Airbnb unveils new font to improve accessibility



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Bespoke is in. Bespoke fonts, that is.

Netflix introduced a custom font in March, joining Coca-Cola, IBM, General Electric, and Intel in designing new typefaces to unify branding and create a cohesive look across mediums.

Related: The big list of free typography resources

Yesterday, Airbnb became the latest company to join the Bespoke Club with its launch of Airbnb Cereal, a new typeface set in six weights to increase readability across its website, app, and print materials.

So you’re probably wondering what cereal has to do with short-term rentals. The name of the new font is a throwback to a campaign created by the Airbnb founders in 2008. They designed and sold collectible, branded cereal based on Barack Obama and John McCain before the presidential election.

“Cereal saved the company and inspired a core value to think about solving problems in unexpected ways—it was a natural choice when naming our own [typeface],” said Airbnb in a Design Week article.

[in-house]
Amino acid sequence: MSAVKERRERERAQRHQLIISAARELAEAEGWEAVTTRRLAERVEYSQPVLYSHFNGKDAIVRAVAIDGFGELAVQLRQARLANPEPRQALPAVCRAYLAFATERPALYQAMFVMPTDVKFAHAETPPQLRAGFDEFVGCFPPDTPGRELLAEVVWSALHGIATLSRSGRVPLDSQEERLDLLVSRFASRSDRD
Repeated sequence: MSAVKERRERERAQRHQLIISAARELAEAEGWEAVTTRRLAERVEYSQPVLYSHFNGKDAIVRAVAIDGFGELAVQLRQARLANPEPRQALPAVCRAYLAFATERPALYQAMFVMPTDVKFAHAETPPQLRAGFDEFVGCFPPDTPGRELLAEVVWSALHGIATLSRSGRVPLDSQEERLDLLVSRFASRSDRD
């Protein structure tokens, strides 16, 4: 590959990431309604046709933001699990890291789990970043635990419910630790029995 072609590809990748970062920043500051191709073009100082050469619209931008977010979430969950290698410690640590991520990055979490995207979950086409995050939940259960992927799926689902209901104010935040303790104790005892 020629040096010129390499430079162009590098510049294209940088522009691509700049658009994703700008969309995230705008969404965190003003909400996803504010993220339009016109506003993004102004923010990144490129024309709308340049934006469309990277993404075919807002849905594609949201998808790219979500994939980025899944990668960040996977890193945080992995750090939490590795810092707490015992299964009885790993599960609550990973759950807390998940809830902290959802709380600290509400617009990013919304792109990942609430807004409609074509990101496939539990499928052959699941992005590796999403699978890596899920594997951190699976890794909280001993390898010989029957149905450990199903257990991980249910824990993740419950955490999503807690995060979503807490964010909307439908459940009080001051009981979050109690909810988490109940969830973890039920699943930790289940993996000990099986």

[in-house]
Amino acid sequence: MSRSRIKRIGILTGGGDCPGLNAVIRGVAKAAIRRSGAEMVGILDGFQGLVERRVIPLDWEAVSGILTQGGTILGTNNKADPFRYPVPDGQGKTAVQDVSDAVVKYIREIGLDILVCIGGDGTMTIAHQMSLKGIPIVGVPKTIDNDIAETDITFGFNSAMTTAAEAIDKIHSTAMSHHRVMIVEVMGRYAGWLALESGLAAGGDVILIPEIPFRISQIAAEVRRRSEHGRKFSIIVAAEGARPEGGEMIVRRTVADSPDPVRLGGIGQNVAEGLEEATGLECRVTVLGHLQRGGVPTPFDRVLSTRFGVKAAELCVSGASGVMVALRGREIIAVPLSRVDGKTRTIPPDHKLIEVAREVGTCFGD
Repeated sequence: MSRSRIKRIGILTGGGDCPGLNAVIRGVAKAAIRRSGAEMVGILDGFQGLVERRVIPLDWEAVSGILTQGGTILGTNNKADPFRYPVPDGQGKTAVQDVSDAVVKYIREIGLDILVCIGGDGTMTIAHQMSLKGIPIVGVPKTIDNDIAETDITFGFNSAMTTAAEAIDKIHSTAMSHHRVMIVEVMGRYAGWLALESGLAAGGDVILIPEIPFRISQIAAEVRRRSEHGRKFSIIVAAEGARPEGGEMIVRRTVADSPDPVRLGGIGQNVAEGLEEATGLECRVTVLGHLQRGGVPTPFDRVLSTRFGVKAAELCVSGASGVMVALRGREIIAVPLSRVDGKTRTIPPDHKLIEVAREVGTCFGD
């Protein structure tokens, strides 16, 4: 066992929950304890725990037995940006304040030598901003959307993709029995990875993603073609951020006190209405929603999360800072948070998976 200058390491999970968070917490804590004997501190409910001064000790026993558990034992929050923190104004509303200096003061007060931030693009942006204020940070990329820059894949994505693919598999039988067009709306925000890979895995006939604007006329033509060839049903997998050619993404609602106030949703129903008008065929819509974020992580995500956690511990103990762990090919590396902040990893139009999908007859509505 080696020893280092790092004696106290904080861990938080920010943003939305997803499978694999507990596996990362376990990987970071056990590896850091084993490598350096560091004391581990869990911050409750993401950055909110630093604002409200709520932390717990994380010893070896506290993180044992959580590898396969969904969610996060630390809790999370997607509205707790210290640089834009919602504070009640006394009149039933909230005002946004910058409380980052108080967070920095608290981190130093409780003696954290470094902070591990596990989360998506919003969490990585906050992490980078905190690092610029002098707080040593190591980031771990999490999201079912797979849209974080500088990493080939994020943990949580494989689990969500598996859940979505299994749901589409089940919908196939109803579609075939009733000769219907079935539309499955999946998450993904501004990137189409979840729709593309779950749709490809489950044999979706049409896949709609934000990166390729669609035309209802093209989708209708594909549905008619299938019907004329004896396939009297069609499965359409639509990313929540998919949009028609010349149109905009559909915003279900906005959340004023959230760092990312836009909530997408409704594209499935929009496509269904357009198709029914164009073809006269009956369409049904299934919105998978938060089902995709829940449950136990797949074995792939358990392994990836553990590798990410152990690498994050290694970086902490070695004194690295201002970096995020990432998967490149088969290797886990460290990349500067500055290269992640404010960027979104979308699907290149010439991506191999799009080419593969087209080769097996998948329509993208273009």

From billboard to button

The Airbnb team worked with foundry Dalton Maag to create the new typeface. The goal was to create “something clean, but with enough quirk to exude friendliness,” as described in Fast Co Design.

Sounds easy enough, right? Well, the biggest challenge was designing a single font family that could be used in two opposite scenarios: a lighter font for UI and a heavier one for display.

“Our mantra was, ‘From billboard to button,’” said Alex Schleifer, Airbnb’s head of design, in Fast Co Design.

That’s even harder when type design software doesn’t usually deal with master fonts that vary from one extreme to the other. The solution? Dalton Maag drew a third master font that had a bit of both sides: Narrow and bold in just the right balance, helping the software easily translate between all the other weights.

Airbnb Cereal

Check out Cereal for yourself

Airbnb Cereal will start rolling out over the next few months across smartphone apps, their website, and sub-sites like its Newsroom, followed by print materials. It is currently available in 12 languages, but the plan is to grow that to 25 families, from Russian to Chinese, in the next two years.

And, according to Schleifer, Airbnb definitely won’t be the last company to go this route.

Typographic systems are the key to any design, and it’s become more important to create a font that supports all your touchpoints in a clearer way,” he said in Fast Co Design. “That’s why you’re going to see a lot more organizations thinking about it.”

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Emily Esposito
Emily has written for some of the top tech companies, covering everything from creative copywriting to UX design. When she's not writing, she's traveling the world (next stop: Japan!), brewing kombucha, and biking through the Pacific Northwest.

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